News Column

Standoff Continues in Gaza Truce Talks

Nov 20, 2012

By Michele Chabin, Ruth Eglash, and Naser Najjar

Israel on Monday killed four top terrorists in an attack on a media center in a continuing operation to target Hamas leaders and weaponry as Gaza rocket attacks went into a second week.

Hamas leaders said Monday during cease-fire talks that they would not end the rocket attacks unless Israel ended a blockade of Gaza borders that it maintains to keep weapons out of the hands of terrorists.

The standoff was being discussed in Cairo where diplomats from Egypt and Turkey were in talks with Hamas about a cease-fire. An Israeli official was in Cairo, but the Israeli government would not comment.

In Gaza City, health official Ashraf al-Kidra said 100 people had been killed in Israeli airstrikes that began Wednesday in response to the launching of nearly 200 rockets against Israeli towns. Half of the dead in Gaza were non-combatants and included many children, he said.

Israel has said that Hamas bears responsibility for the deaths of civilians because terrorists are using them as shields.

Egyptian Prime Minister Hesham Qandil told Reuters that a cease-fire agreement may be signed soon. "I think we are close, but this kind of negotiation is very difficult, and it is hard to make predictions."

The leader of Hamas took a tough stance, rejecting Israel's demands that the militant group stop its rocket fire. Instead, Khaled Mashaal said Israel must meet Hamas' demands for a lifting of the blockade of Gaza.

"We don't accept Israeli conditions because it is the aggressor," he told reporters in Egypt. "We want a cease-fire along with meeting our demands."

An Israeli official said Israel hoped to find a diplomatic solution to the crisis as well and signaled Egypt was likely to play a key role in enforcing any truce.

"We prefer the diplomatic solution if it's possible. If we see it's not going to bear fruit, we can escalate," he said, speaking on condition of anonymity because of the sensitive diplomatic efforts underway.

If the rockets continue, a ground invasion could be launched, Israeli Prime Minister Benjamin Netanyahu said. Some analysts say such a course carries a risk for Israel.

"I think for Hamas the risk of a ground invasion is that they basically get dominated on the battlefield and that is likely what would happen," said Jonathan Schanzer of the Foundation for Defense of Democracies in Washington. "But on the Israeli side there is some real risk, too. The longer (Netanyahu) stays in this war, the greater the possibility that something goes wrong."

One of the Israeli airstrikes Monday hit a Hamas television building that had been struck previously over the weekend, killing four members of Islamic Jihad, a terrorist group that is backed by Iran, the Israeli Defense Forces announced.

The four targeted terrorists included Baha Abu el Ata, a Gaza brigade commander involved in firing rockets into southern Israel; Tyseer Abu Al Ata, a senior Islamic Jihad member; and Halil Bahatini, involved in the Islamic Jihad's long-range rocket launchings.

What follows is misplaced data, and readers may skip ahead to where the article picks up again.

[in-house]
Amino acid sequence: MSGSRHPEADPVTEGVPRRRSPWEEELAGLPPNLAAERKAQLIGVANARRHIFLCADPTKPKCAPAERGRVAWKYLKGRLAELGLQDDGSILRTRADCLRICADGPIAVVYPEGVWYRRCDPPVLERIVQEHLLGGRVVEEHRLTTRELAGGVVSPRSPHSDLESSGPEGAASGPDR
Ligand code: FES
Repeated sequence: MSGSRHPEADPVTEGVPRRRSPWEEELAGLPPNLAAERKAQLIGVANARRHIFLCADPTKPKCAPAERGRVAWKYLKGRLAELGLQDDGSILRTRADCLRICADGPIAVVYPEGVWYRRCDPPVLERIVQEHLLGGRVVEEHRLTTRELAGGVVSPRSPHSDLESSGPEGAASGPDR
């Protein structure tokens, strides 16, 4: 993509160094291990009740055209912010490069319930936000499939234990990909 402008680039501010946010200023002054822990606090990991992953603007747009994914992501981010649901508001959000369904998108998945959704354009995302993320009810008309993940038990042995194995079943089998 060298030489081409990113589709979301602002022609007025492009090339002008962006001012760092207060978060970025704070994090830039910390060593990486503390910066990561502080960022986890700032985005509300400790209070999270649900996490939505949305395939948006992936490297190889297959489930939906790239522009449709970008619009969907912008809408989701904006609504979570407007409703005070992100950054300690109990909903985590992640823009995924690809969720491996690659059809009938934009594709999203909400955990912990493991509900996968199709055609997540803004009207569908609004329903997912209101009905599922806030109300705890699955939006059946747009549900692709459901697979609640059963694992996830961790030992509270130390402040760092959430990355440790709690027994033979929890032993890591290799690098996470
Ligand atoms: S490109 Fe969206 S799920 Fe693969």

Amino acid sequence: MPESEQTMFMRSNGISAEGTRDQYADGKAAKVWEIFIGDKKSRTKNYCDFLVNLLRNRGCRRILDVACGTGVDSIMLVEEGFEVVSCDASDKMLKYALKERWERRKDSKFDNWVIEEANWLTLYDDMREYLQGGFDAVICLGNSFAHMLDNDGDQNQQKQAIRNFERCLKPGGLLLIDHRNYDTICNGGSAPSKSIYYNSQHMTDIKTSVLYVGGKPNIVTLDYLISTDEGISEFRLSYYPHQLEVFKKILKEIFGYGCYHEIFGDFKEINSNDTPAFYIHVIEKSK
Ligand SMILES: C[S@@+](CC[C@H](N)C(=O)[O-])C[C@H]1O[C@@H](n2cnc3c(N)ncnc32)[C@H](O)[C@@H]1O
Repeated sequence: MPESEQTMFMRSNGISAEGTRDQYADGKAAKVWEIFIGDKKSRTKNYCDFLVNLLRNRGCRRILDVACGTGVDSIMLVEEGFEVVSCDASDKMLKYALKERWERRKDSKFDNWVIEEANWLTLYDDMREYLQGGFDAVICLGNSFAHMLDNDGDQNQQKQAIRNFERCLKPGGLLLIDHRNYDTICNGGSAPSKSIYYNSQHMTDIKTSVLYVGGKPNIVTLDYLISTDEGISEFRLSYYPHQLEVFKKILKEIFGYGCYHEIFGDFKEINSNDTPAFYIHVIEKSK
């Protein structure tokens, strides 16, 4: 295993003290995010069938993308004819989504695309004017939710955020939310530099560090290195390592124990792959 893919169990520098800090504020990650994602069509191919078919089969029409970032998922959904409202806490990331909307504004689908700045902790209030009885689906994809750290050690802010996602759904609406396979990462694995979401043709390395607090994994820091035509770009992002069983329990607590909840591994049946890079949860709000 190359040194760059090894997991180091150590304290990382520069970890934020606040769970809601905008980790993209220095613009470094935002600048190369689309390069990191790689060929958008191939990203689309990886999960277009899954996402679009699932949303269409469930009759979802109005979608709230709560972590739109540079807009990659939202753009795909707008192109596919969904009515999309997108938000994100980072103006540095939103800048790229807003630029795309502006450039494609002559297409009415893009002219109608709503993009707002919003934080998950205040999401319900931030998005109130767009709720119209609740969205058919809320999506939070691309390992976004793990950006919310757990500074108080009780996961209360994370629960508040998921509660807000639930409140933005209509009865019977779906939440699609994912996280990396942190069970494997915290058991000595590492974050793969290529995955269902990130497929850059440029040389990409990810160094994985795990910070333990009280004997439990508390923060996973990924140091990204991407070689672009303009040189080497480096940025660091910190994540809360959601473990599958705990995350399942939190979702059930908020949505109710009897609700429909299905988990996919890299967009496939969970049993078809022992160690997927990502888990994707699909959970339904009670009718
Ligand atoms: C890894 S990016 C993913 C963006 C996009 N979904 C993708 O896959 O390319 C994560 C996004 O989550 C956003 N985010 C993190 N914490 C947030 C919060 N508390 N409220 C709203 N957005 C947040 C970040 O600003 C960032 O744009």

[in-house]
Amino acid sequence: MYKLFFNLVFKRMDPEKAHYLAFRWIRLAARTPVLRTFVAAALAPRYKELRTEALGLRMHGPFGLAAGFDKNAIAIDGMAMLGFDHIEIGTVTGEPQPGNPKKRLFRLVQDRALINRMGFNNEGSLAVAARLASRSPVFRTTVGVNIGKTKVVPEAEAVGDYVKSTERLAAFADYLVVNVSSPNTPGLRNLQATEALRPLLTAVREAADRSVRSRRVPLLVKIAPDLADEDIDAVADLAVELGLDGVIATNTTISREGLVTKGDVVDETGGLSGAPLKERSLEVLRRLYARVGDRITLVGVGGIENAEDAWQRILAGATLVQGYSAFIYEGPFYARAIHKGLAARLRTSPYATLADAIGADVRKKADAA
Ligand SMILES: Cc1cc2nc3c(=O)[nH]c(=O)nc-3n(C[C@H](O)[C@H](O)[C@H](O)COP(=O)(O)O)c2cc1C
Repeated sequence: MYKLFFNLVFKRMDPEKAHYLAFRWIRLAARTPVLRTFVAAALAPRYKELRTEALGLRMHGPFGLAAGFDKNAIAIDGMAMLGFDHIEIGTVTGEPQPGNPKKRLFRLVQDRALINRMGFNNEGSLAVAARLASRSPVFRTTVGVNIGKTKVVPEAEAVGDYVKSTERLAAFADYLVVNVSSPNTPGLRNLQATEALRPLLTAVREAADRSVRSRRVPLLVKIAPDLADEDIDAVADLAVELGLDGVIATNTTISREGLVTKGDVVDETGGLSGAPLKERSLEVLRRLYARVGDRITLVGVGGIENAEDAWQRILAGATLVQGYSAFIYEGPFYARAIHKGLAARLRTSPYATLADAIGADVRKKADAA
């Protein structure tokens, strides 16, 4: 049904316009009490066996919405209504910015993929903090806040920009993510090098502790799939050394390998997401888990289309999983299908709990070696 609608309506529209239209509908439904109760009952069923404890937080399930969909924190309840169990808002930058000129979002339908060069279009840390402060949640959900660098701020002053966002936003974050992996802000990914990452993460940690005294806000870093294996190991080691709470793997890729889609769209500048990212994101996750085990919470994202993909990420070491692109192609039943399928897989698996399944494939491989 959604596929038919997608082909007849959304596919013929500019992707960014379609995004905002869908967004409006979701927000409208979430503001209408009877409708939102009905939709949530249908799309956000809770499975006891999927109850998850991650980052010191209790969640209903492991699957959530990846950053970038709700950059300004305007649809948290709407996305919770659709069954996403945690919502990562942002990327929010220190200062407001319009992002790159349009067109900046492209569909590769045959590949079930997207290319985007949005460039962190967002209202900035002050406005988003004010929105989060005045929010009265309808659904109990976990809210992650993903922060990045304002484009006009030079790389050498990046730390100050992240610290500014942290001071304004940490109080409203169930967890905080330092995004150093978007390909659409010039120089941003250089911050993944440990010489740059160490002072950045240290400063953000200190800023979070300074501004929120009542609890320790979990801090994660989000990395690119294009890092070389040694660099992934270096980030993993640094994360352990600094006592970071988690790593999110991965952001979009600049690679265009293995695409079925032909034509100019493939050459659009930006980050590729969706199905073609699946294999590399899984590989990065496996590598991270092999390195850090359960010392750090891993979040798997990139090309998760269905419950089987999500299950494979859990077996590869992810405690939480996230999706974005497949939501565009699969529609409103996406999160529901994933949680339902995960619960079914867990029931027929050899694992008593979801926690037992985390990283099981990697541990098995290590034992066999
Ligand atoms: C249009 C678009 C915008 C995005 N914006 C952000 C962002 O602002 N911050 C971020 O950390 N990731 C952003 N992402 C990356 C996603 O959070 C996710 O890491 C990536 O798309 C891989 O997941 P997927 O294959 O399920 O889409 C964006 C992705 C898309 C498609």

Islamic Jihad announced on a website that commander Ramez Harb was killed in the strike.

The IDF said the men were involved in getting into Gaza the long-range Fajr-5 rockets that are made in Iran and sneaked into Gaza through smuggling tunnels from Egypt. These rockets have a much wider range than other rockets of Hamas and can reach almost anywhere in Israel.

It is those missiles that Israel has been targeting and hoping to destroy, according to the IDF.

Israel has also been attacking homes of activists in Hamas, which has orchestrated the firing of more than 1,100 rockets into Israel, the IDF said. Israel's Iron Dome defensive missile system has shot down 320 of the rockets, the IDF said.

About 75 Hamas rockets were fired Monday, among them one that hit an empty school. Others hit a house and a yard.

In Gaza, some people were moving deeper into the territory to try to avoid Israeli airstrikes.

"But given that the whole of Gaza Strip is an area of just around (215 square miles) their attempts of moving away from the border does not make such a big difference in terms of safety," said Sukrit Kapoor, a lawyer with the Palestinian Center for Human Rights in Gaza.

Power outages can last 10 hours a day.

"When the power cuts happen during the day, we can manage," said Soad Al Tartor, a mother of five. "But when it cuts out at night, the house is dark and the sounds of the explosions heightens the fear among us."

Many Gazans rely on generators for electricity, but gas stations have run dry.

"I spend half of my day searching for fuel," taxi driver Ahmed Abu Amra said.

In Ashkelon in southern Israel "Code Red" sirens sounded throughout the day in cities and towns.

Even though the Iron Dome defense system intercepted most of the projectiles, there were several direct hits on buildings and yards. A handful of people were injured and many were dealing with shock from the constant blasts, said Benny Vaknin, mayor of Ashkelon.

The mayor spoke while looking over damage to Henry Ronson High School in Ashkelon, where a Hamas-fired rocket had scored a direct hit, bursting through the cement roof of a school walkway. The rocket did not explode and the school was empty at the time.

"The difference between our operation and that of Hamas is that they aim to hit schools and areas crowded with civilians," Vaknin said.

Alerts and air raid sirens were heard throughout the day in Israel's south from Beer Sheva and Sderot all the way up to Ashdod and beyond. There were two rocket interceptions near Tel Aviv.

Any cease-fire deal would draw mixed reviews from the Israeli towns and villages that have been the target of Hamas rockets.

Source: Copyright USA TODAY 2012

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